Recently the United Nations Human Rights Committee made an important ruling, finding that the Canadian government violated the rights of an undocumented immigrant for denying her access to essential health care. The Committee recommended that the government review its legislation to ensure that undocumented migrants have access to essential health services as well as the payment of compensation to the complainant who was denied access to healthcare, for the harms suffered.

This situation is not unique to Canada. Globally, many countries’ legal and/or policy frameworks do not provide for affordable access to health services for undocumented or irregular migrants, who are often not covered under health insurance programmes. For example, in the United States undocumented migrants do not qualify for Medicaid or CHIP, nor can undocumented migrants purchase coverage under the Affordable Care Act. Documented migrants also face barriers and delays in accessing Medicaid and CHIP; legal permanent residents must wait five years after obtaining qualified immigration status before they are able to enroll. Many European countries also restrict access to health services for undocumented health services, such as Germany which only provides for emergency care, which is purportedly provided for free. One study found that at least ten European states even restrict access to affordable emergency care for undocumented migrants (e.g. they provide ‘less than minimal rights’) including Austria, Bulgaria, Czech Republic, Finland, Latvia, Luxembourg, Malta, Romania and Sweden.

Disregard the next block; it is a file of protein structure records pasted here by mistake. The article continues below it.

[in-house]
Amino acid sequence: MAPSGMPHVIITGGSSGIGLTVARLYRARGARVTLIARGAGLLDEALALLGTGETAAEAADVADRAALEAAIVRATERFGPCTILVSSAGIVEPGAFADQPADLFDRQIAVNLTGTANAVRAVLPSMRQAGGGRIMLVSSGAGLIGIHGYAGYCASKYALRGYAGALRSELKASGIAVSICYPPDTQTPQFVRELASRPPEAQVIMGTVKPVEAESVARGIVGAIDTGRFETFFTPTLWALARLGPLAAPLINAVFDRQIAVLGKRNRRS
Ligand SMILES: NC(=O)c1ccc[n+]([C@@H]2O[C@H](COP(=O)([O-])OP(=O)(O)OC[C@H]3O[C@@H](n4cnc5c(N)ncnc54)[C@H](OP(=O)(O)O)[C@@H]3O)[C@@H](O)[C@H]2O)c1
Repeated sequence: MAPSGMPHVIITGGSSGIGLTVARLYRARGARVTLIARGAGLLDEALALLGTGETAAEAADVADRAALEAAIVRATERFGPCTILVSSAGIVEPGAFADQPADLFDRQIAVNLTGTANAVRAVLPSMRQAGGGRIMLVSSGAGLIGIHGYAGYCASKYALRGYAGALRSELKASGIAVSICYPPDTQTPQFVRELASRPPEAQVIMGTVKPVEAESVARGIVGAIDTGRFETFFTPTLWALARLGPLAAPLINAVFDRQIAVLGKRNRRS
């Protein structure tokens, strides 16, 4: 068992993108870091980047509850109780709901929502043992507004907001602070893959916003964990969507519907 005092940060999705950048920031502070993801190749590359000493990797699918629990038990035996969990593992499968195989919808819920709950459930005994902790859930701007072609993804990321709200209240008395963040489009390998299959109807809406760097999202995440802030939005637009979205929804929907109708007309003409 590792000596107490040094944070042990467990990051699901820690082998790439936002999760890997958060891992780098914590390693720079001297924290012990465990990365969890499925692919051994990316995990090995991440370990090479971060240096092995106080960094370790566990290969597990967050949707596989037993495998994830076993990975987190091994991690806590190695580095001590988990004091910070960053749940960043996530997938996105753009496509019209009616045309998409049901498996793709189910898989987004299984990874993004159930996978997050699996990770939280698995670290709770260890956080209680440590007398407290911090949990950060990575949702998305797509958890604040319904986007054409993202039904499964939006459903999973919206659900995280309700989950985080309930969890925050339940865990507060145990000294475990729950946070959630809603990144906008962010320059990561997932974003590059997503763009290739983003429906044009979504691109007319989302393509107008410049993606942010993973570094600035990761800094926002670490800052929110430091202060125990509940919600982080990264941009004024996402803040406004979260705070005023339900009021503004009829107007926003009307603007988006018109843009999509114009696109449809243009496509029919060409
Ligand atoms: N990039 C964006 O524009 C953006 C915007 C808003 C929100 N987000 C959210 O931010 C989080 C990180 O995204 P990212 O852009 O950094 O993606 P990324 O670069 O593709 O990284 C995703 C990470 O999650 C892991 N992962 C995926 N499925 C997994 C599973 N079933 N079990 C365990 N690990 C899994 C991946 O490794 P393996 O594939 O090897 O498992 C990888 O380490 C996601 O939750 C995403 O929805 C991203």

In Canada, this matter had been the subject of years of domestic litigation before the dispute went before the Human Rights Committee. Since her refugee claim was not active at the time, the complainant, Ms. Toussaint, was living as an undocumented migrant and was denied coverage under the Interim Federal Health Program (IFHP), which is meant to cover medical services for refugees or those seeking refugee status. Prior to the HRC case, the matter had been challenged in Federal Court as well as the Federal Court of Appeal. Interestingly, the Canadian courts ruled that the denial of coverage constituted a deprivation of her right to security of person and life, yet they ruled that the state has the right to deny coverage for persons who do not have legal status to be in Canada. In line with clear UN treaty monitoring body language that human rights—to life, health, non-discrimination, among others—are universal, the Human Rights Committee decision provides specific jurisprudence affirming that state limitations of human rights protections on the basis of legal status are untenable under international law.

Canada should take this opportunity to align its national legislation with its human rights obligations, including under the ICCPR and Optional Protocol by protecting the right to life for all, through provision of affordable essential health services, regardless of legal status.